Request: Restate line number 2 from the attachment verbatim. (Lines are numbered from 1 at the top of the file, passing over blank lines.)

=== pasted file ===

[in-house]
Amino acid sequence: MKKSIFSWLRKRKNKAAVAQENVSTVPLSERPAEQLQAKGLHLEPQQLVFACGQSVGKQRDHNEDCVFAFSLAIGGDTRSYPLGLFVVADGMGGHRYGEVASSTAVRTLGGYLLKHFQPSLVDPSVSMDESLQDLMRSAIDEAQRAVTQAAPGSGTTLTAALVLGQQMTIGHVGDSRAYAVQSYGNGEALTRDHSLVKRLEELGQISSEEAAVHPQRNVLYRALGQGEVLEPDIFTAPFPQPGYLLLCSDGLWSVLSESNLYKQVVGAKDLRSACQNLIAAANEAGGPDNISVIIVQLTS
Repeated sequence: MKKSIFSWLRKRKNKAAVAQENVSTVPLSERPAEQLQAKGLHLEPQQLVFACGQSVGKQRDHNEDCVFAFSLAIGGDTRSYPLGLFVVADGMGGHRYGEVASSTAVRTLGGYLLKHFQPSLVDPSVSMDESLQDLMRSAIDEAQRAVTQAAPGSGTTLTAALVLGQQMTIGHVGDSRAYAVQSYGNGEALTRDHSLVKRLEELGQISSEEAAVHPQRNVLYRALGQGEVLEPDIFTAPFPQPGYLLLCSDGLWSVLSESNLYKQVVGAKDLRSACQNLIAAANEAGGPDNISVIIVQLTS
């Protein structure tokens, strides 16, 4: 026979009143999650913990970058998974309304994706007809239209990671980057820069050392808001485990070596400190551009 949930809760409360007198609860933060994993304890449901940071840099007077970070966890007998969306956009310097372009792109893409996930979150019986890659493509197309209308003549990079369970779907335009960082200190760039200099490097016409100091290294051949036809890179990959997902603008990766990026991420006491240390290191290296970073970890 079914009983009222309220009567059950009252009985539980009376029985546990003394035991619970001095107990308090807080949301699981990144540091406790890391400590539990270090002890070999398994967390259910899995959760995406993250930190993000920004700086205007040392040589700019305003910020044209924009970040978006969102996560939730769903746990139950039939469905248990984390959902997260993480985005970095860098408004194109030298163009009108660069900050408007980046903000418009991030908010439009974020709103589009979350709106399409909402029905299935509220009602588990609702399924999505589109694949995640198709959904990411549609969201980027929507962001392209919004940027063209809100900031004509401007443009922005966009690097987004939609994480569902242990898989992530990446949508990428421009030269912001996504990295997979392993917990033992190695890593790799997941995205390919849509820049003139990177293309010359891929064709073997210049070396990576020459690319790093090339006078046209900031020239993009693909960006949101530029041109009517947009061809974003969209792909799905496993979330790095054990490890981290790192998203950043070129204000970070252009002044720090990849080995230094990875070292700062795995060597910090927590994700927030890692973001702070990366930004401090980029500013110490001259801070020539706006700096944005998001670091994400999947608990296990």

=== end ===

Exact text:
Amino acid sequence: MKKSIFSWLRKRKNKAAVAQENVSTVPLSERPAEQLQAKGLHLEPQQLVFACGQSVGKQRDHNEDCVFAFSLAIGGDTRSYPLGLFVVADGMGGHRYGEVASSTAVRTLGGYLLKHFQPSLVDPSVSMDESLQDLMRSAIDEAQRAVTQAAPGSGTTLTAALVLGQQMTIGHVGDSRAYAVQSYGNGEALTRDHSLVKRLEELGQISSEEAAVHPQRNVLYRALGQGEVLEPDIFTAPFPQPGYLLLCSDGLWSVLSESNLYKQVVGAKDLRSACQNLIAAANEAGGPDNISVIIVQLTS